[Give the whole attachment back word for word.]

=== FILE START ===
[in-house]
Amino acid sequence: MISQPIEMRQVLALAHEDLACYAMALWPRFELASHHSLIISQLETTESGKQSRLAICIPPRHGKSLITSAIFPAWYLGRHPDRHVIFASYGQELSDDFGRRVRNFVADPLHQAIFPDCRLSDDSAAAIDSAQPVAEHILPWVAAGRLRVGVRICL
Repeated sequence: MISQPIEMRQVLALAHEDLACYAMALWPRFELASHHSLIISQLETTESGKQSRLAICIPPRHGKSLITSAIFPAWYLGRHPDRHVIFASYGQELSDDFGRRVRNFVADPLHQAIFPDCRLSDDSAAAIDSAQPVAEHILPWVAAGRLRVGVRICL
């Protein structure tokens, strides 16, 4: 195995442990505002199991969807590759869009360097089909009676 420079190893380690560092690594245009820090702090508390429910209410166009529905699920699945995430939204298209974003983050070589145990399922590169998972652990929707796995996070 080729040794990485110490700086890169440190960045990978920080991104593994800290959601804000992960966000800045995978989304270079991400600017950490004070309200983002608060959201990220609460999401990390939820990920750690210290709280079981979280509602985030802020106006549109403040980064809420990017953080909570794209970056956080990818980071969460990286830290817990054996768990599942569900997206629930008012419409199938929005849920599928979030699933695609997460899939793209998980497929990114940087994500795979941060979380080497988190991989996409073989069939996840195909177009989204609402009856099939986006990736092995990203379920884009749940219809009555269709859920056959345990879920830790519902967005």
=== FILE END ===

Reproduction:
[in-house]
Amino acid sequence: MISQPIEMRQVLALAHEDLACYAMALWPRFELASHHSLIISQLETTESGKQSRLAICIPPRHGKSLITSAIFPAWYLGRHPDRHVIFASYGQELSDDFGRRVRNFVADPLHQAIFPDCRLSDDSAAAIDSAQPVAEHILPWVAAGRLRVGVRICL
Repeated sequence: MISQPIEMRQVLALAHEDLACYAMALWPRFELASHHSLIISQLETTESGKQSRLAICIPPRHGKSLITSAIFPAWYLGRHPDRHVIFASYGQELSDDFGRRVRNFVADPLHQAIFPDCRLSDDSAAAIDSAQPVAEHILPWVAAGRLRVGVRICL
């Protein structure tokens, strides 16, 4: 195995442990505002199991969807590759869009360097089909009676 420079190893380690560092690594245009820090702090508390429910209410166009529905699920699945995430939204298209974003983050070589145990399922590169998972652990929707796995996070 080729040794990485110490700086890169440190960045990978920080991104593994800290959601804000992960966000800045995978989304270079991400600017950490004070309200983002608060959201990220609460999401990390939820990920750690210290709280079981979280509602985030802020106006549109403040980064809420990017953080909570794209970056956080990818980071969460990286830290817990054996768990599942569900997206629930008012419409199938929005849920599928979030699933695609997460899939793209998980497929990114940087994500795979941060979380080497988190991989996409073989069939996840195909177009989204609402009856099939986006990736092995990203379920884009749940219809009555269709859920056959345990879920830790519902967005």